Residents in the beleaguered Lekwa local municipality are also contemplating similar action to get their municipality to act on its debt to Eskom and other service delivery failures including raw sewage flowing into homes.
These are just but two examples but when citizens are forced to turn to the courts to get politicians and bureaucrats to account for service delivery failures – it can only mean somewhere the centre is not holding.
There was much fanfare and hope last year when president Cyril Ramaphosa finally signed amendments to the Public Audit Act giving the AG’s office more powers in the fight against financial mismanagement, lack of accountability and consequence for poor performance.
Among the powers the amendments gave to the AG’s office include referring suspected material irregularities arising from an audit performed under the Act, to a relevant public body for investigation. These include the offices of the Public Protector and the SAPS.
The AG is also now empowered to issue a certificate of debt where an accounting officer or accounting authority failed to recover losses from a responsible person and to instruct the relevant executive authority to collect the debt.
Makwetu’s office can also take binding remedial action for failure to implement his recommendations for material irregularities.
This is clearly the kind of action required to ensure that those who mismanage public funds don’t simply get away with these callous acts that deny millions of citizens their rights pertaining to service delivery.
But so far, we have not seen transgressors dragged to the courts to account.
Perhaps that’s still coming our way.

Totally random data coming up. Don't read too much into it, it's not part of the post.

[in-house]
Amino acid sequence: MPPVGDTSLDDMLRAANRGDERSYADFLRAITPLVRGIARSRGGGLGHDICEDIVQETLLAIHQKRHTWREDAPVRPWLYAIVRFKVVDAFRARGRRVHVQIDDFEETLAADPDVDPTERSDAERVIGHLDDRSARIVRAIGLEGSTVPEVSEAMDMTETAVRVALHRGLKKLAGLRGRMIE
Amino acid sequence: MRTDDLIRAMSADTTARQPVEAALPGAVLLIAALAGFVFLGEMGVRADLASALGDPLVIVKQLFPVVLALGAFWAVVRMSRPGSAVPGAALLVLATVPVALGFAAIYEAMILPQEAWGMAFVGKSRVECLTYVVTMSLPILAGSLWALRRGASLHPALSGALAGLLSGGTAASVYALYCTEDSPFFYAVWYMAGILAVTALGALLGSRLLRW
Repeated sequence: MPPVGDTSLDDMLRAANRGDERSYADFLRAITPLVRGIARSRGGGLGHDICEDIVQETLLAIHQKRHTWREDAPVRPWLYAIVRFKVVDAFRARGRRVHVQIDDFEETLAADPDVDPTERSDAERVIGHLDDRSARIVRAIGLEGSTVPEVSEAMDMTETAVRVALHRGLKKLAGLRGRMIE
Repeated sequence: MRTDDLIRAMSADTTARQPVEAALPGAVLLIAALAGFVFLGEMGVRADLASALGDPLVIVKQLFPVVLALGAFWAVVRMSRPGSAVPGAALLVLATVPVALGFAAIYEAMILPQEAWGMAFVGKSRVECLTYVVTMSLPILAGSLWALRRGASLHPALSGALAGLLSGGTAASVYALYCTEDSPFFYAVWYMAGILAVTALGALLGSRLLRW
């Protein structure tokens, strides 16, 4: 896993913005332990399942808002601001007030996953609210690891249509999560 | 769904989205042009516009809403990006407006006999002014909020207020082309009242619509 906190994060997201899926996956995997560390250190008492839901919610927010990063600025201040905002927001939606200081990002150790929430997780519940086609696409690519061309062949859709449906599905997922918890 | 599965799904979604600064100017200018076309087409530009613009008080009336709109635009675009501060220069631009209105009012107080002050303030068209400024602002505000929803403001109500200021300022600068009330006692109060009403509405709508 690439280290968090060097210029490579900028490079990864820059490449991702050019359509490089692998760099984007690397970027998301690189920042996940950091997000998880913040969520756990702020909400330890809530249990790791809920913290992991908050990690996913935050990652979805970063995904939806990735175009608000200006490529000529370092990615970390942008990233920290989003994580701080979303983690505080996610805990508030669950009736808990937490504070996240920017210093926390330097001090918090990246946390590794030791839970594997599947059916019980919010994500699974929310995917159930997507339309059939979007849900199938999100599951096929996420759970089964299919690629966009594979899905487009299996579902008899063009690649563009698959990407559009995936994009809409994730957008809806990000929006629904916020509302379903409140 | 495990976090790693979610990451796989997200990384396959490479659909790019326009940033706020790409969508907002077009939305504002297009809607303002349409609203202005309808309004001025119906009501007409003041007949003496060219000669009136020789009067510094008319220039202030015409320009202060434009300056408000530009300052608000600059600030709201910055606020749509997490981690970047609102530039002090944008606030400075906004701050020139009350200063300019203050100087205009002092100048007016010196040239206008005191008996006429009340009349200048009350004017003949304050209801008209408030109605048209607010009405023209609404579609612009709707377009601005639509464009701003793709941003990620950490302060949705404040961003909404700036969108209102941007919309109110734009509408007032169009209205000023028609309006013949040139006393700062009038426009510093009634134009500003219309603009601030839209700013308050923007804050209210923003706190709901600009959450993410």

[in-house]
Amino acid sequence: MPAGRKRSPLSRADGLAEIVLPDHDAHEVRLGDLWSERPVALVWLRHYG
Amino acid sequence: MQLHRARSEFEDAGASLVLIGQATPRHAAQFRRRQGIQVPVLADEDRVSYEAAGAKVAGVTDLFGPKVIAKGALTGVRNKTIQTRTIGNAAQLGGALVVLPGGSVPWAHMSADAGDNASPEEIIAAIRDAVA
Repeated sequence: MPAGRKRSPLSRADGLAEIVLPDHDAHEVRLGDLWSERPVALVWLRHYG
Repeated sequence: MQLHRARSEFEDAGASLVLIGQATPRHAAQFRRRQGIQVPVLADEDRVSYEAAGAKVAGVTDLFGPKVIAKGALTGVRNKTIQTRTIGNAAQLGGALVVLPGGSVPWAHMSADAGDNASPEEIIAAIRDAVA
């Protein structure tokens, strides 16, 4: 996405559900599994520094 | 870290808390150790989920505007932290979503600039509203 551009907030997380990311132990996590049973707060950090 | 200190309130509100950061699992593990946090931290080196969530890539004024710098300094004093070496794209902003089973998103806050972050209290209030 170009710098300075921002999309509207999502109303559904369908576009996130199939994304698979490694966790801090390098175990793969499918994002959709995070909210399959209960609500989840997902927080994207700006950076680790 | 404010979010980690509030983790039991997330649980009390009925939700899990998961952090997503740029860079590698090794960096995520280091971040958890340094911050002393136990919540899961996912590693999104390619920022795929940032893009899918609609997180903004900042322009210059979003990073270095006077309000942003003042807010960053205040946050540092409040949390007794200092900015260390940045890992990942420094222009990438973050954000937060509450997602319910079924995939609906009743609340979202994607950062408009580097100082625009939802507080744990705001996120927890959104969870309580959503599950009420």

And hopefully Makwetu, who has for years raised frustration over the lack of consequences for failures to adhere to the audit act, will move with speed.
But what does the Yengeni moment has to do with this issue of rogue civil servants?
Well, it is perhaps a perfect metaphor for how the ANC has come to treat its truant cadres in local government.
Instead of cracking the whip and ensuring that they are punished for failing the test of good governance and running clean, accountable administrations, they are more likely to be rewarded with positions that require an even higher level of skill and accountability.
Like a convicted fraudster being carried shoulder high to jail, they are revered within party structures and allowed to hop from one position to another only to jump once their inefficiency becomes impossible to conceal.
Years from now scholars may look back at the Yengeni moment as a catalyst to the high levels of tolerance and acceptance of wrong doing that have come to be synonymous within local government especially.
While there is nothing wrong with comrades showing support to one of their own in trouble with the law – it sends a rather disturbing message, especially to those in the junior ranks that actually, wrong doing is fine and is worth adulation and reward.
Until we start seeing errant municipal officials prosecuted and made to pay for failing in their duties – the rot in local government will continue to be business as usual.